A Native

This place, this now, you can see it

you can see what it is too, beside

the quiet border you trace around it

this is a home town too, among other things

among everything else. I was born here, 

in this empty lot, that was a hospital

in a room with one rectangular window 

packed with people I would never see again,

including my mother. Cities are cruel that way

but not all together so, there is a mother here

in the rubble and the dust, and as far 

as I ever got I came back to it, 

I learned to love it

to love myself in it. 

The west was won in a saloon

over a poker hand 

and a screaming slot machine. 

This place remembers even the drinks that were spilled 

the out turned pockets, and moment before 

the wheel stopped turning and any number 

was a winner, you had to pick one was all, 

and you did, because the charm was ammonia 

on a weary life. There was beauty in it, and I 

can remember coming home over the valley to 

an oasis of light. The stars were false

but the city was true, I felt it then, a fortune 

of gaudy joy, be this city, it said to me, 

and I was, suddenly and always a native. 
–ECW

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NaNoWriMo – Worth It?

I am first and foremost a poet.

But this also makes me a memoirist.

Not all poets write their own stories in their work, but often I do, making the leap to actual memoir a pretty manageable one. November is one of those dreaded months for a writer, where there is all this obligation: what will I write? How will this matter in the long run… and the big question:

Is it better to write something poor quickly or write something rich over a longer span of time.

And again, I am a poet. So the thought of 50,000 words extinguishes me. At the library where I work, we are doing a small outreach program to welcome writers and I thought it would be valuable to participate and reach writers through that avenue. But again… is it worth the time.

For many of us in school (getting our masters) this is crunch time for projects and catching up on readings. For this reason I was never really involved before. For those of us with family it is turkey time, and who has extra hours when there’s baking to be done?

So I’ll write a novel… or half of a novel… with this in mind.

50,000 words is their goal, not mine. The NaNoWriMo challenge is made for novelists who want to write mysteries and thrillers; romance novels and sci-fi. For those of us in different genres, there are other constraints on what we can and cannot accomplish.

My memoir may only be 40K words, and that’s OK with me.

The important part is writing, community, inspiration and deadline. I want to write every day, but there’s so much good television on Netflix… maybe I need something like this to break the ice on this “writer’s block” – and maybe I’ll get 2 days in and think: no, I am a slow-burn kind of writer.

I won’t know unless I try!

To those of you writing: Best of luck. To those of you choosing to abstain: May your long-term projects be the fruit of your lives.

For now, I’m just getting my feet wet with longer-forms… I’ll keep you posted!
–Keep Writing
–ECW

LIBR 200: Blog-Writer Information Community

Information Community: Self Published Blog Writers & Poets

This week we are choosing the groups we will be delving into for our large assignment in LIBR 200. In a definition compiled by Fisher and Durance in Encyclopedia of community: From the village to the virtual world, Information Communities are characterized by their use of information and technology to bridge gaps in communities.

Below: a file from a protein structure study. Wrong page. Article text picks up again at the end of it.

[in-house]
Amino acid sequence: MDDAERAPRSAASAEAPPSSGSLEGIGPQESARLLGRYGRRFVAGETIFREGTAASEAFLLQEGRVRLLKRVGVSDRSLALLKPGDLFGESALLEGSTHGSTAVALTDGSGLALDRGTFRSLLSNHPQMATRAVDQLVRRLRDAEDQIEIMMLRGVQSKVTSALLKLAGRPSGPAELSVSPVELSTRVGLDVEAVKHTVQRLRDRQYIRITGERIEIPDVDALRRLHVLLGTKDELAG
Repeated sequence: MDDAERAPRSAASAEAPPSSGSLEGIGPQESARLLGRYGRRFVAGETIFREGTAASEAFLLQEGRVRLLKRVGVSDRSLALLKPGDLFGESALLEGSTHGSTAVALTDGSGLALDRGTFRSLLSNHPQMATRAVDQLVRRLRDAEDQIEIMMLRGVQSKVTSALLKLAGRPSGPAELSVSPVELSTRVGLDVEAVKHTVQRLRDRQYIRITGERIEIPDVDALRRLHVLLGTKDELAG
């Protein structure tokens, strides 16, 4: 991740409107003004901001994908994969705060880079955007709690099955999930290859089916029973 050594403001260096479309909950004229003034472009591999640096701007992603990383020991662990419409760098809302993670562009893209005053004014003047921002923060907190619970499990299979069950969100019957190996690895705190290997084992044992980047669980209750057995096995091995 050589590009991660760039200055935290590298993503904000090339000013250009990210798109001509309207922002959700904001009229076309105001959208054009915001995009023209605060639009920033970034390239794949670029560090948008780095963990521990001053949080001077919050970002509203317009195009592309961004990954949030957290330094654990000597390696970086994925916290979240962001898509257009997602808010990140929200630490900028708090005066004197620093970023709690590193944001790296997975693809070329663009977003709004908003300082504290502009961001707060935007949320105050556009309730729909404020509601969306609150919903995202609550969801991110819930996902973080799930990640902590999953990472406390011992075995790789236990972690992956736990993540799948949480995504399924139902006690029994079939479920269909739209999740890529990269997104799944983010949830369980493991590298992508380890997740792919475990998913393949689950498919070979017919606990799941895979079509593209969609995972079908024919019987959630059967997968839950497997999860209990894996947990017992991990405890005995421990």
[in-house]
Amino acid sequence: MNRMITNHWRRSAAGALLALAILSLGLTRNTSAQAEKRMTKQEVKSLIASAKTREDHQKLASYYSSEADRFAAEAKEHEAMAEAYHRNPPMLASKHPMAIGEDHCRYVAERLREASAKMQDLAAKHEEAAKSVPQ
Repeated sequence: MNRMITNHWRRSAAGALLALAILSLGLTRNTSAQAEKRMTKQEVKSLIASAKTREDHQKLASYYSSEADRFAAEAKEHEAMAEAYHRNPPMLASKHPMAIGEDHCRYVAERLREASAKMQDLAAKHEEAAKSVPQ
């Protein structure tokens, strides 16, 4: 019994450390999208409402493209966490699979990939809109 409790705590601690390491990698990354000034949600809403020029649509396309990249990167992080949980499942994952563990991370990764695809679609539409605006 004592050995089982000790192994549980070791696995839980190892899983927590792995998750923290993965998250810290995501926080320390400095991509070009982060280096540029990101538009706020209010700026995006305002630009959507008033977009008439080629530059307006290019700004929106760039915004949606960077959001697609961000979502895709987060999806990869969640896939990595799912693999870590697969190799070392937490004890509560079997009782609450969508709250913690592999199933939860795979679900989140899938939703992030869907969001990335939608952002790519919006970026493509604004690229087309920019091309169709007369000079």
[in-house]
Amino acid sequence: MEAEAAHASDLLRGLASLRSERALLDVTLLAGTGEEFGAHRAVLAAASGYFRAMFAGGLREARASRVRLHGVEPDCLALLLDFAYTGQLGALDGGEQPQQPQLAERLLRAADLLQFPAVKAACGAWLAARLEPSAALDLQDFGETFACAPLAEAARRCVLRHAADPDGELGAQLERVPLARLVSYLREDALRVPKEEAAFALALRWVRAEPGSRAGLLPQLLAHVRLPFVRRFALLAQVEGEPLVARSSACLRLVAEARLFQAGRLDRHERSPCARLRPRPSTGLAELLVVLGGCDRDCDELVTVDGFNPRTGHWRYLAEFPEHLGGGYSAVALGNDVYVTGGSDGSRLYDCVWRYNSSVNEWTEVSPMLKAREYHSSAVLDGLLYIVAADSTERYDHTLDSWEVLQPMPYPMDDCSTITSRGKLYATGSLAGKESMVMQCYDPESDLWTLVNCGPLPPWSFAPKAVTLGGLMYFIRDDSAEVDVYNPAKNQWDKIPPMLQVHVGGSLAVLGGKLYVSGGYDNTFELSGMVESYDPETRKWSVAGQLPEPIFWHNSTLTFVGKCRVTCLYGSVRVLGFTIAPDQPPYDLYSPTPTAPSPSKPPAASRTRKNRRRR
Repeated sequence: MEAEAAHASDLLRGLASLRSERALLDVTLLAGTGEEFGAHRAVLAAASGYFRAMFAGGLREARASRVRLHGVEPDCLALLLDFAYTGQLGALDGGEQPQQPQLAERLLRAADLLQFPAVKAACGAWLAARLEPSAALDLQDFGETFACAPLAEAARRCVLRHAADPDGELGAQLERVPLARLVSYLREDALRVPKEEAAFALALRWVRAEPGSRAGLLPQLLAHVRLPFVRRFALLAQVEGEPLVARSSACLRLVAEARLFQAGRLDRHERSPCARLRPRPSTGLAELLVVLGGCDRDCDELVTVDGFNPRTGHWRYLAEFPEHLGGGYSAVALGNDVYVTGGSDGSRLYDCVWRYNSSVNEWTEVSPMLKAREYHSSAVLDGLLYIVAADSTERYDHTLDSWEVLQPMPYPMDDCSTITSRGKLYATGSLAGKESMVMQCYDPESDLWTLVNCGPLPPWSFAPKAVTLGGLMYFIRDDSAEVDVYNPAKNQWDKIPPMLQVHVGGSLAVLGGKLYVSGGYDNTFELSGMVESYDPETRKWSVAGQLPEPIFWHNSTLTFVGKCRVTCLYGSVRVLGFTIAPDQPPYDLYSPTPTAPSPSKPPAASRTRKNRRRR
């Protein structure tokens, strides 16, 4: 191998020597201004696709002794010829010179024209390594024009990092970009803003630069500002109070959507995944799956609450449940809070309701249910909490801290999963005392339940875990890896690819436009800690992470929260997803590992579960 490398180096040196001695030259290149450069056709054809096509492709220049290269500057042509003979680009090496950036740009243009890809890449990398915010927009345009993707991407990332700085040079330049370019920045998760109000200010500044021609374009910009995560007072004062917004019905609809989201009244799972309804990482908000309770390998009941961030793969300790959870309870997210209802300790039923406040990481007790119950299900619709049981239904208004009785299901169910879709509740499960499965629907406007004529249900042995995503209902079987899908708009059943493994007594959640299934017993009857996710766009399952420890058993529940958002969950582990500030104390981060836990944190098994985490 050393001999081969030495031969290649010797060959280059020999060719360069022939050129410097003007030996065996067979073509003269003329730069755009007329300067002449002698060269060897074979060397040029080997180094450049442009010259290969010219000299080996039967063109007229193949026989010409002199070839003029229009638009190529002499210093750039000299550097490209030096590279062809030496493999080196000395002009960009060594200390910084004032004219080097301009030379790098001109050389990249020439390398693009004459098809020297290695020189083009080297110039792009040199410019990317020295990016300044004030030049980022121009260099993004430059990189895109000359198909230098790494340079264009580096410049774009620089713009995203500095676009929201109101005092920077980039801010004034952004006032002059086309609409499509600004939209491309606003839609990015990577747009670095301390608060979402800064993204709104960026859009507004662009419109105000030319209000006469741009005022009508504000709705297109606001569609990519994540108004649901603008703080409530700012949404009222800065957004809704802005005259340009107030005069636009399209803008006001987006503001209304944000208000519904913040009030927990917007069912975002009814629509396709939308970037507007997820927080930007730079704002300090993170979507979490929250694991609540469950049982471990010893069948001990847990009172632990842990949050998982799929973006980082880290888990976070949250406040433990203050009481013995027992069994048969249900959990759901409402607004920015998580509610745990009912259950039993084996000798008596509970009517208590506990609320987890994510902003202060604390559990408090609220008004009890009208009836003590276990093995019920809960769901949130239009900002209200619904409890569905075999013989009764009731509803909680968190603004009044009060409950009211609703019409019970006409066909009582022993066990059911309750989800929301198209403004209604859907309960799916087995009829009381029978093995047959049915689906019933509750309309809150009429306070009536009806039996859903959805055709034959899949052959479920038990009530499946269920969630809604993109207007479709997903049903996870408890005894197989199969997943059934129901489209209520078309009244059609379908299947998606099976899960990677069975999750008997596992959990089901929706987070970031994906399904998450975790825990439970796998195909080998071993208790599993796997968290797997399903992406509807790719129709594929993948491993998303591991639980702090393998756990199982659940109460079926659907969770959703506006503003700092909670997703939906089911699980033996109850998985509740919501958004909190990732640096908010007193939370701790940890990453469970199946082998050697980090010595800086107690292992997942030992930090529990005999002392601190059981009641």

I am interested in looking into the Information Community of writers (poets and fiction specifically) who make their work available for free on blogging sites like WordPress (like my own) and Blogger.

Information Communities are:

collaborative groups which immerse themselves in technology to share content, break boundaries, congregate around a need and facilitate connection to a larger community of people participating in the information they care about. Content is linked and made relevant through hypertext and shared widely via opt-in subscriptions.

According to Fisher and Durance (2003) these groups have not been studied specifically because the data is new and the social aspect of technology now is just getting to the point where we can easily see the connectivity between groups, especially those that are geographically challenged. In their introduction they name the internet maybe “an information community’s only communication medium” siting chats and mailing lists as a means to connect with others of a shared interest. Today the chat rooms are comments and the mailing lists are email subscriptions, but the blog-writer community thrives with technology as its only connector.

I have not met many of you and yet we are connected by a shared interest in writing (in my case poetry) and the connectivity is our mini websites (blogs) which keep us updated on the broader picture (tagged posts) that apply to our needs. We are part of a living breathing network of writers who look to technology to broaden our scope of the world.

I know without this website I would still be filling notebooks and sharing a few lines at a time. My work may not be anthology-worthy yet but it exists as part of a larger conversation (a literary conversation with centuries of content in the making just now being digitizes and shared among interested groups) and therefore what we all share is valuable and worthy of existing in the ether.

I am very excited to look into this group (of which I am a contributing member!) and find the webbing between all of us!

Keep Writing!

–ECW

(or for LIBR 200, Emilee Wirshing)

Read On:

Fisher, K., & Durrance, J. (2003). Information communities. In K. Christensen, & D. Levinson (Eds.), Encyclopedia of community: From the village to the virtual world. (pp. 658-661). Thousand Oaks, CA: SAGE Publications, Inc.